Happy new year, y’all. I hope that 2018 treated you decently and that 2019 treats you even better.
There are many traditions associated with the arrival of a new year, most of which involve food. The one I observed for most of my life involved black eyed peas, collard greens, and cornbread. Last year I had to make a slight compromise, substituting Hoppin’ John for straight black eyed peas. What can I tell you? It was the only restaurant open in Beaufort, and it was a dive.
One tradition that I no longer engage in is the practice of making New Year’s Resolutions. I’ve made plenty of them over the decades, but I’ve only ever kept one. One year, I made a resolution to dispense with low-to-medium quality booze, and to drink only top-shelf Scotch whisky. Not only was I able to keep that resolution that year, but I kept it for many years thereafter. All the other resolutions fell by the wayside.
Most of the significant changes I’ve made were not as a result of a New Year’s Resolution. I did not wake up one January 1 and say, “Hey, this would be a good year to get married. I think I’ll make that a resolution.” No, it happened in a completely different way.
The same holds true for giving up the tobacco habit. I have known since before I picked up the evil weed in high school that smoking was not good for one’s health. That, of course, is the problem with highly addictive substances. You know they are bad for you, yet for some reason, you try them. After that, you get hooked. And I was hooked on tobacco. I came up with all sorts of justifications. I reasoned that most people have addictions of one sort or another, and the tobacco addiction was cheaper than heroin. (I’m not really sure that is true any longer.) How bad can the product be, given that it is still legal to sell in stores? On and on came the justifications, but in the back of my mind, I knew that one day I would have to give it up.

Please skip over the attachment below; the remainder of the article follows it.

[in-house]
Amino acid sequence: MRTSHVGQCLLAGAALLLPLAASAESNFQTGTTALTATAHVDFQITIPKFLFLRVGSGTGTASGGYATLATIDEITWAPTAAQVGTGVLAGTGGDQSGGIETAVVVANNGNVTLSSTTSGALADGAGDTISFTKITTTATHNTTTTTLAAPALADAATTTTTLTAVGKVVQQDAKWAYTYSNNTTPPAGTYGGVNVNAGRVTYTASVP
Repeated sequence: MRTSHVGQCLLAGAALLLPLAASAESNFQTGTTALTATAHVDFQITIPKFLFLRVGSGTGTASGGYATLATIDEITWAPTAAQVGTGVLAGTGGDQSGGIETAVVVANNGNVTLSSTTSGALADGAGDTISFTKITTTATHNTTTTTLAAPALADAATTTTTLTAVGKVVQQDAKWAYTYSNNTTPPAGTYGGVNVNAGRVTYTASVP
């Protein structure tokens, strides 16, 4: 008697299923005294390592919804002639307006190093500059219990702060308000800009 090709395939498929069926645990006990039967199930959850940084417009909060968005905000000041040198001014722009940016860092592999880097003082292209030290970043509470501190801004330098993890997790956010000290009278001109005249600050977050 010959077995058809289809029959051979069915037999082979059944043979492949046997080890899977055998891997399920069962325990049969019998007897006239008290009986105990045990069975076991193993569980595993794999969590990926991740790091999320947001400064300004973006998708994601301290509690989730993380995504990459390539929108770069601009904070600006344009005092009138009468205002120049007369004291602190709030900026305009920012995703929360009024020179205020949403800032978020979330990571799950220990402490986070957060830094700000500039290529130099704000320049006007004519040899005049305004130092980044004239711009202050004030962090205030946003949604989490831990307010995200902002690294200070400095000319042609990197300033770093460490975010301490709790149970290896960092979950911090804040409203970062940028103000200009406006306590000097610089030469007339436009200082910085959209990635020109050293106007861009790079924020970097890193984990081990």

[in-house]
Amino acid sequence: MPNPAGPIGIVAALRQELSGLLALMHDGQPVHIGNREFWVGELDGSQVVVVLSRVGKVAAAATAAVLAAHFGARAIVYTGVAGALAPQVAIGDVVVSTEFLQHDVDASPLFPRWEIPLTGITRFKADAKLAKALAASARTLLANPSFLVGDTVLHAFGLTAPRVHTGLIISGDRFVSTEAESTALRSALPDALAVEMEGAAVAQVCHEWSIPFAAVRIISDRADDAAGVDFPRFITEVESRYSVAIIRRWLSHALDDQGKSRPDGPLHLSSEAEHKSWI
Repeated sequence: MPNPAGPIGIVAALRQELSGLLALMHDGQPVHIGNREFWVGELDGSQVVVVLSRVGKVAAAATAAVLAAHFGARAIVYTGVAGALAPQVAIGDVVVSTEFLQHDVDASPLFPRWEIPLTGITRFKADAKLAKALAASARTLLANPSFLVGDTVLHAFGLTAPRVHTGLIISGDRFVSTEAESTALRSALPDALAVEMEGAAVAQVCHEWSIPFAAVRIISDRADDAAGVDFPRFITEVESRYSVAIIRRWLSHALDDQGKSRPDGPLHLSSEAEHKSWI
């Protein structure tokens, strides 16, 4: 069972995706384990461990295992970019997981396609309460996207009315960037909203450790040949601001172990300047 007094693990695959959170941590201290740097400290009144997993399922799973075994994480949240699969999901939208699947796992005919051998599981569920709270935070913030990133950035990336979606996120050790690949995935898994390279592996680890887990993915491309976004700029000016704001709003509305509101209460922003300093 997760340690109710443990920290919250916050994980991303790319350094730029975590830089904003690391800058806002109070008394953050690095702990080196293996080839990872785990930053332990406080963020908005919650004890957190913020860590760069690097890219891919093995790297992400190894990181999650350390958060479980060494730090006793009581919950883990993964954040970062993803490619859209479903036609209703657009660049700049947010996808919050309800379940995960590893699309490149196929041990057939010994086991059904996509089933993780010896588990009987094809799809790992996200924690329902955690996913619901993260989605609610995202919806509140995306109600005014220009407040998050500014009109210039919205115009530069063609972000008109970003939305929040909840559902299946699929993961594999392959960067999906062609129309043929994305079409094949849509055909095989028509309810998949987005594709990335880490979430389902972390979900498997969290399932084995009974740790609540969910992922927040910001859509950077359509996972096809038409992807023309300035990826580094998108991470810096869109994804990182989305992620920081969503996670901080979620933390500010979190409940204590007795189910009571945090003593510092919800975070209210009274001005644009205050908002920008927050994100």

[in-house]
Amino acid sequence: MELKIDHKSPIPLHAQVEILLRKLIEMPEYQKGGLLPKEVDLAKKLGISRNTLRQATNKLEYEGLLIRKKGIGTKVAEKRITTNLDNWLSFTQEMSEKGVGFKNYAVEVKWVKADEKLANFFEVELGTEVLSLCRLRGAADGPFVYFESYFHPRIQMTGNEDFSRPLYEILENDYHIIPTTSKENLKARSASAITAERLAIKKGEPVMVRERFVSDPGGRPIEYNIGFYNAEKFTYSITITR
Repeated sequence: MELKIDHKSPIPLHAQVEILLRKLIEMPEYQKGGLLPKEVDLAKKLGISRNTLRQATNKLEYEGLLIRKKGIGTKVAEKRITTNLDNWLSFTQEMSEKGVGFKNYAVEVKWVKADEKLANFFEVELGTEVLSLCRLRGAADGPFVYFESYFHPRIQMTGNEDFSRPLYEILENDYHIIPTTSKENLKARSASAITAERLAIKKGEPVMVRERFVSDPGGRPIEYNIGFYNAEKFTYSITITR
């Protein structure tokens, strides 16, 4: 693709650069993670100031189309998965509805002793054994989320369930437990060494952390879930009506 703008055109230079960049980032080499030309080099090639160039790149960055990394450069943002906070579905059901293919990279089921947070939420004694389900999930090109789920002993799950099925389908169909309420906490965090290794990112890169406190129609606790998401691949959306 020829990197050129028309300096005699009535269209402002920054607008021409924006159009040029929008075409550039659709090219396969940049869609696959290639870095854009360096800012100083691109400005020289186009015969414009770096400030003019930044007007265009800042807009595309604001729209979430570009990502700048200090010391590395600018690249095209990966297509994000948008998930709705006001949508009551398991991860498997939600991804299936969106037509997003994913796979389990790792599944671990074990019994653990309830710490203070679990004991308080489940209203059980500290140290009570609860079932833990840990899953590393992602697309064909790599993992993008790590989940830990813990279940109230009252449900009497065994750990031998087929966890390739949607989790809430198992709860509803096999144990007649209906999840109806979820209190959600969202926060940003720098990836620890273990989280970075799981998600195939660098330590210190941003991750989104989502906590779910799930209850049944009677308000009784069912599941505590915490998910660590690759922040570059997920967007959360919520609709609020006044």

I tried several times to quit smoking. My most successful attempt lasted nearly 14 hours. I was well and truly hooked.
Several years ago I planned a trip to Australia. After combing through the airline schedules, I decided the best thing to do would be to fly to San Francisco, overnight with my daughter Katie, and then leave for Sydney from San Francisco. Under the best of circumstances, that would require me to go 19 hours without a smoke. With a little bad weather and other delays (for example, customs and immigration control), I could find myself without tobacco for 24 hours.
There was no way I could go that long without a smoke, knowing that one was waiting for me at the end of the flight. That old 747 would be putting down on some tropical island, the police or military would board the plane and haul me off for tampering with (i.e., destroying) the smoke detector in the lavatory. I would to this very day be languishing in some tropical paradise, making license plates, or picking up coconuts, or serving some other kind of punishment.
No, in order to make that trip, I had to quit for good. And I knew just how to do it.
In the summer of 2006, Chemical and Engineering News (a weekly publication of the American Chemical Society) ran a special report on methodologies for treating addictions of various types. I flipped over to the nicotine addiction report. It was dismal. Of all the treatments, the most successful had a one-year success rate of 20%. Although 20% is not a great success rate, it was the best option available, and I took it. And thus I chose Chantix, a smoking cessation product from Pfizer Labs.
My doctor was ecstatic, and told me that if I was serious about quitting smoking, I should take Chantix for three or four months. I agreed. That is, I agreed until I filled the prescription, and learned that my so-called health insurance would not cover any of the price of the medication. And a month’s prescription for Chantix was not exactly pocket change.
I started on Chantix about three weeks before the trip, and then had to make a decision. I would run out of the first month’s supply while in Australia. Thus, before taking the trip, I would have to decide whether to get the second month’s supply, or take a chance that I could make it after only one month on the drug. I took a chance, didn’t refill the prescription, ran out while in Australia, and never smoked again.
In retrospect, I believe the important element was the real desire to quit smoking, a desire I did not have in the past. I probably could have quit without Chantix, given that my mind was in the right place.
So, I do not make resolutions for the new year. This is not to say that I don’t have goals to achieve. One goal is to be a bit more regular in posting these blogs. I’m not making any promises nor taking any vows, but I will make an honest effort.
I hope you enjoyed your black eyed peas, collard greens, and cornbread!